Tips to avoid

COVID-19 Scams

The novel COVID-19 is causing more than just physical harm, it’s also inflicting financial harm as scammers attempt to take advantage of fears surrounding the virus.  While the pandemic has proven to be a global crisis on many fronts, it has provided the unfortunate opportunity for hackers to exploit fears, isolation and uncertainty for their own gain.  No one is immune from scammers who are looking for any possibility to deceive you into revealing your personal financial details.

The Federal Trade Commission (FTC) and other government agencies warn that scammers are setting up websites to sell fraudulent products, and using fake emails, texts, and social media posts as formats to obtain your personal information.

The emails and posts may be promoting awareness and prevention tips, and/or fake information about cases in your neighborhood.  They may also be requesting donations to victims, offering advice on unproven treatments, or contain malicious email attachments.

Here are some tips to avoid potential potential scammers and hackers:

  • Don’t click on links from unknown sources you don’t know. It could download a virus onto your computer or device.  Make sure the anti-malware and anti-virus software on your computer is up to date.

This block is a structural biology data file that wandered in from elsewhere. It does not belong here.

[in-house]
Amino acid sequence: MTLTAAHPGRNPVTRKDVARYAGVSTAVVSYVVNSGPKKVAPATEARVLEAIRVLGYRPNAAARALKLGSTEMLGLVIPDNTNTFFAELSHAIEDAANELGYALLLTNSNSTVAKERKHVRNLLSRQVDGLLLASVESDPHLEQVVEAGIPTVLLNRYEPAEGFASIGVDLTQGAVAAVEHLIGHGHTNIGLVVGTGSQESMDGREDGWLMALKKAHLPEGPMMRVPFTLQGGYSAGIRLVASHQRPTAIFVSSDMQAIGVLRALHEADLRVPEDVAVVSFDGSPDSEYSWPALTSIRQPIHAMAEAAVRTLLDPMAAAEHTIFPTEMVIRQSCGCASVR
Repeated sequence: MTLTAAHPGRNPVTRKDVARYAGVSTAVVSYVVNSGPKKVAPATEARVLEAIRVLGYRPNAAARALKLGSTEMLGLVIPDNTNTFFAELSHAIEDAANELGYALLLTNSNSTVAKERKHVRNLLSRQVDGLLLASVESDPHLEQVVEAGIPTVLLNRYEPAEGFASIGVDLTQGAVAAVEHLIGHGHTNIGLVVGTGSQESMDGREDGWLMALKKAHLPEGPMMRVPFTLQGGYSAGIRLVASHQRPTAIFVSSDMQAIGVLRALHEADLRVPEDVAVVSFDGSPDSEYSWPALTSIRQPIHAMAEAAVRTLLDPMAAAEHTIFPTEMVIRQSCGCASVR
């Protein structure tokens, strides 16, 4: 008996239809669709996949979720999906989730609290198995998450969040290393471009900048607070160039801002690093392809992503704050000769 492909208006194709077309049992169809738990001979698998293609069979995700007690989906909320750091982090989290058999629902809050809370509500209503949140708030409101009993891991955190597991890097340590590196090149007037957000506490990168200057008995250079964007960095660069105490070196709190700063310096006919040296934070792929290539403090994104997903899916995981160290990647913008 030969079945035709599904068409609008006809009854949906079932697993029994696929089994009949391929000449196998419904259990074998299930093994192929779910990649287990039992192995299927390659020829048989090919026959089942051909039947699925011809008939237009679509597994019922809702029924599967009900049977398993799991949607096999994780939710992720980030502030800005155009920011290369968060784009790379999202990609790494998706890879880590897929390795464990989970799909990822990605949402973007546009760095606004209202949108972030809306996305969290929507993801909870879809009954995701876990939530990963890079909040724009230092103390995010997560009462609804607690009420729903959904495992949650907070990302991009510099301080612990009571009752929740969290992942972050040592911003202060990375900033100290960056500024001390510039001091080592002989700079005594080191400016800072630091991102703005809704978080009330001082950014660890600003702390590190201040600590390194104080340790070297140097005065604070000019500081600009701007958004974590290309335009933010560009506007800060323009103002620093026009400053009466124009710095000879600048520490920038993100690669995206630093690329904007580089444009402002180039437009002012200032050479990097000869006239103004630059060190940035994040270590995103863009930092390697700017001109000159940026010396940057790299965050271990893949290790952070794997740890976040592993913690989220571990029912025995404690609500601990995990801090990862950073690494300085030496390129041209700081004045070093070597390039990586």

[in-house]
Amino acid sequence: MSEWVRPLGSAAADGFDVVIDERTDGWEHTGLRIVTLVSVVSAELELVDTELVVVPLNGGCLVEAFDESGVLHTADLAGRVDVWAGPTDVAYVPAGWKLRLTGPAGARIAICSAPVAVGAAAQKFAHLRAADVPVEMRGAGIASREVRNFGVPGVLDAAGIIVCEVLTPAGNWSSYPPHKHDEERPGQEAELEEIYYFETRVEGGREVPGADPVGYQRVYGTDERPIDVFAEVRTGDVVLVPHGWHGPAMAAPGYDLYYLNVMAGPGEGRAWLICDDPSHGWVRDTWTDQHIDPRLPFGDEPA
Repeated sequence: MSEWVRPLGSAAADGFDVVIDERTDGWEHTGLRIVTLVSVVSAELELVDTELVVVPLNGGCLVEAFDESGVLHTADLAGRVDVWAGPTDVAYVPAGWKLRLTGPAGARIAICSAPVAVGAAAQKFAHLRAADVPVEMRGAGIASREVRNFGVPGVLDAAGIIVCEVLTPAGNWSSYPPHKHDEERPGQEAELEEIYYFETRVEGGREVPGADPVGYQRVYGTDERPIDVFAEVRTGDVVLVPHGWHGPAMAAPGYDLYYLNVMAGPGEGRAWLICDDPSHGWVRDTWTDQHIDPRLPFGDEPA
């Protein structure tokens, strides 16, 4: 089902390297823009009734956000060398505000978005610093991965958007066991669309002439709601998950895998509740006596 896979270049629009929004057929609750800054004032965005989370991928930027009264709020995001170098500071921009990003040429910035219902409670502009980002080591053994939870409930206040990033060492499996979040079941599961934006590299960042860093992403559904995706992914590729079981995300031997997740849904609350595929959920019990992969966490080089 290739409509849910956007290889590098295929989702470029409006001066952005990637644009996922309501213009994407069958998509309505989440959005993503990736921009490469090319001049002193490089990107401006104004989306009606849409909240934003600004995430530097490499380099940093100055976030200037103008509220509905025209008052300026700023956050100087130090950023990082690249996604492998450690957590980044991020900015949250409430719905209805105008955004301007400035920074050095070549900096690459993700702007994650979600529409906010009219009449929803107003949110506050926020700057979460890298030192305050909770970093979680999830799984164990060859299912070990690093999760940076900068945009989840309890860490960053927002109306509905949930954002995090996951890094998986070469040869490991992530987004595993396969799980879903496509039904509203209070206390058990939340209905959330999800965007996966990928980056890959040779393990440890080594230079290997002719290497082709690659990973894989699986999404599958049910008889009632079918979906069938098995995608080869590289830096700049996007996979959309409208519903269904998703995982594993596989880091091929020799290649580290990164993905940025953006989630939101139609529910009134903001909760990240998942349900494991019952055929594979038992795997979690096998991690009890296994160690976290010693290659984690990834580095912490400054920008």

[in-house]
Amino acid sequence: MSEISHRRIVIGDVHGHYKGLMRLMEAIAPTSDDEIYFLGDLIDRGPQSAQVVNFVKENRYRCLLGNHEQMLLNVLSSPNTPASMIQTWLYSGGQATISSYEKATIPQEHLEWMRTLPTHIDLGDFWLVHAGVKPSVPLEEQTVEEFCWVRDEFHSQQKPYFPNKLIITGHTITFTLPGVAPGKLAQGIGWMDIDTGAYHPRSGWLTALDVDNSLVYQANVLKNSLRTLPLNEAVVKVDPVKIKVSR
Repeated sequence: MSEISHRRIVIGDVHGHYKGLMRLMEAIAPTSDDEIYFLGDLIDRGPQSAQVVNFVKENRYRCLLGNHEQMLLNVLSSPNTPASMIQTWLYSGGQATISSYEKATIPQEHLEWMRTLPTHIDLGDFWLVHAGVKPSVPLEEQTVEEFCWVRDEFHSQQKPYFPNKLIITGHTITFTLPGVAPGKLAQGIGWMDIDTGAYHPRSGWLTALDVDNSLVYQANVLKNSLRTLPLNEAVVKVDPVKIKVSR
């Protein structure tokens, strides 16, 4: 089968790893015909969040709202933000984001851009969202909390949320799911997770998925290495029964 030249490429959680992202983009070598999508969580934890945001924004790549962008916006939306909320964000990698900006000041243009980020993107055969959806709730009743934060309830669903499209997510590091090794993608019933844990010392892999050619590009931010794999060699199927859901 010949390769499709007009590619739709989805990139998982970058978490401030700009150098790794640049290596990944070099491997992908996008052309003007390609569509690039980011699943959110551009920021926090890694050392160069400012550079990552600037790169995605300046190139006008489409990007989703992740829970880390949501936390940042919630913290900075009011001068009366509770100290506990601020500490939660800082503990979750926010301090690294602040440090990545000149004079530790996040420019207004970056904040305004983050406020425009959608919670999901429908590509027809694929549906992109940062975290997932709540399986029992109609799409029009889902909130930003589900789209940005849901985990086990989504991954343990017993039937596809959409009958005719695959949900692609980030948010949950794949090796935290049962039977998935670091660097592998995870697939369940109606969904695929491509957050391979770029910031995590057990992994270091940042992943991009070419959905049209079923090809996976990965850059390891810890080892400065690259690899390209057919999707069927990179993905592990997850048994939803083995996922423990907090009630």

• Watch for emails claiming to be from the Centers for Disease Control and Prevention (CDC) or experts saying they have information about the virus.
  • Don't respond to texts, emails or calls about checks from the government.
  • The government will never call to ask for money or your personal in­formation like Social Security number, bank account or credit card numbers.
  • Be watchful of anyone requesting you to pay by Western Union or Money Gram, by crypto currency, or putting money on a gift card.  The government and legitimate businesses will never tell you to pay using those methods.
  • Ignore online offers for vaccinations or home test kits.  If you see ads touting prevention, treatment, or cure claims for COVID-19, ask yourself: if a medical breakthrough is announced, would you be hearing about it for the first time through an ad or sales pitch?
  • If you answer the phone and hear a recorded message instead of a live person, it's a robocall.  Hang up on robocalls.  Scammers are using illegal robocalls to pitch everything from low-priced health insurance to work-at-home schemes.
  • Be mindful when it comes to donations, whether through charities or crowdfunding sites.  Don’t let anyone rush you into making a donation.  If someone wants donations in cash, by gift card, or by wiring money, do not donate in the manner.
  • Be alert to “investment opportunities.”  The U.S. Securities and Exchange Commission (SEC) warns about online promotions, including on social media, claiming the products or services of publicly-traded companies can prevent, detect, or cure COVID-19 and that the stock of these companies will dramatically increase in value as a result.


Bottom Line
Unfortunately, COVID-19 scams will continue to spread as long as criminal actors can profit from them. While people are concerned about their health and lack of clear information, everyone needs to remain mindful,cautious and safe.
Learn More
For the most up-to-date information about the COVID-19, visit the Centers for Disease Control and Prevention (CDC) and the World Health Organization (WHO).